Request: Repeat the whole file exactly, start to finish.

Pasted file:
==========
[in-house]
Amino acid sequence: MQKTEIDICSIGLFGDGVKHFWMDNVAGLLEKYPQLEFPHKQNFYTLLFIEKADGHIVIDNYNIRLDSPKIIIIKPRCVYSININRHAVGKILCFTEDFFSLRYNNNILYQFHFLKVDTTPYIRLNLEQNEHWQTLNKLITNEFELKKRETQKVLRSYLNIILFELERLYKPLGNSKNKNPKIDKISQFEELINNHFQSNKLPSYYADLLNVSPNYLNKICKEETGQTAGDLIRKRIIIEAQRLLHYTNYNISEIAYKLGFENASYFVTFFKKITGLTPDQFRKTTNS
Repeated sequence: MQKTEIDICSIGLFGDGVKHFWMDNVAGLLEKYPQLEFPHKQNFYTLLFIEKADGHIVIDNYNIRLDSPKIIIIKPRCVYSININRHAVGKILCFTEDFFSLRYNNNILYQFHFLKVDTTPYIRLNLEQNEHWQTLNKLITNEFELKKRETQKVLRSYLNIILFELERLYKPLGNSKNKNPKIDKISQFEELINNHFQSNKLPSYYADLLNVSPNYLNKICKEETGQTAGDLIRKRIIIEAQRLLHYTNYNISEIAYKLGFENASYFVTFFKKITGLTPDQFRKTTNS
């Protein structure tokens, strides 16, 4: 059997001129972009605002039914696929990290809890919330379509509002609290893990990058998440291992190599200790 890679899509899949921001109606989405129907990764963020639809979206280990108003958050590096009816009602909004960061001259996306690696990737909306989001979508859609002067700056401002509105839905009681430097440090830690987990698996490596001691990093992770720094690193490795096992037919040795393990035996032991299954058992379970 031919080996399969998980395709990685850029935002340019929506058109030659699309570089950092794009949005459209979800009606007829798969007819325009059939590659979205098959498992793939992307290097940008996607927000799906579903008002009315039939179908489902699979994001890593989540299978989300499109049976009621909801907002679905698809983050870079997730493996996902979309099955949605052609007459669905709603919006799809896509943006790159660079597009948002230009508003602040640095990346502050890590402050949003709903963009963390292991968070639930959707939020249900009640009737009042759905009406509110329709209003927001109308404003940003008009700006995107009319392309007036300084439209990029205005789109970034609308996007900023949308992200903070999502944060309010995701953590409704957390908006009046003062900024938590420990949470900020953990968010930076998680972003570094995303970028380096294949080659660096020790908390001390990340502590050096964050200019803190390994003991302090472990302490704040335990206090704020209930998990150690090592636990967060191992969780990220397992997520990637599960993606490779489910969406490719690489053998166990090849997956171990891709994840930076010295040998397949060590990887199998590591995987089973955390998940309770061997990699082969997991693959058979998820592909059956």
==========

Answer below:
[in-house]
Amino acid sequence: MQKTEIDICSIGLFGDGVKHFWMDNVAGLLEKYPQLEFPHKQNFYTLLFIEKADGHIVIDNYNIRLDSPKIIIIKPRCVYSININRHAVGKILCFTEDFFSLRYNNNILYQFHFLKVDTTPYIRLNLEQNEHWQTLNKLITNEFELKKRETQKVLRSYLNIILFELERLYKPLGNSKNKNPKIDKISQFEELINNHFQSNKLPSYYADLLNVSPNYLNKICKEETGQTAGDLIRKRIIIEAQRLLHYTNYNISEIAYKLGFENASYFVTFFKKITGLTPDQFRKTTNS
Repeated sequence: MQKTEIDICSIGLFGDGVKHFWMDNVAGLLEKYPQLEFPHKQNFYTLLFIEKADGHIVIDNYNIRLDSPKIIIIKPRCVYSININRHAVGKILCFTEDFFSLRYNNNILYQFHFLKVDTTPYIRLNLEQNEHWQTLNKLITNEFELKKRETQKVLRSYLNIILFELERLYKPLGNSKNKNPKIDKISQFEELINNHFQSNKLPSYYADLLNVSPNYLNKICKEETGQTAGDLIRKRIIIEAQRLLHYTNYNISEIAYKLGFENASYFVTFFKKITGLTPDQFRKTTNS
């Protein structure tokens, strides 16, 4: 059997001129972009605002039914696929990290809890919330379509509002609290893990990058998440291992190599200790 890679899509899949921001109606989405129907990764963020639809979206280990108003958050590096009816009602909004960061001259996306690696990737909306989001979508859609002067700056401002509105839905009681430097440090830690987990698996490596001691990093992770720094690193490795096992037919040795393990035996032991299954058992379970 031919080996399969998980395709990685850029935002340019929506058109030659699309570089950092794009949005459209979800009606007829798969007819325009059939590659979205098959498992793939992307290097940008996607927000799906579903008002009315039939179908489902699979994001890593989540299978989300499109049976009621909801907002679905698809983050870079997730493996996902979309099955949605052609007459669905709603919006799809896509943006790159660079597009948002230009508003602040640095990346502050890590402050949003709903963009963390292991968070639930959707939020249900009640009737009042759905009406509110329709209003927001109308404003940003008009700006995107009319392309007036300084439209990029205005789109970034609308996007900023949308992200903070999502944060309010995701953590409704957390908006009046003062900024938590420990949470900020953990968010930076998680972003570094995303970028380096294949080659660096020790908390001390990340502590050096964050200019803190390994003991302090472990302490704040335990206090704020209930998990150690090592636990967060191992969780990220397992997520990637599960993606490779489910969406490719690489053998166990090849997956171990891709994840930076010295040998397949060590990887199998590591995987089973955390998940309770061997990699082969997991693959058979998820592909059956």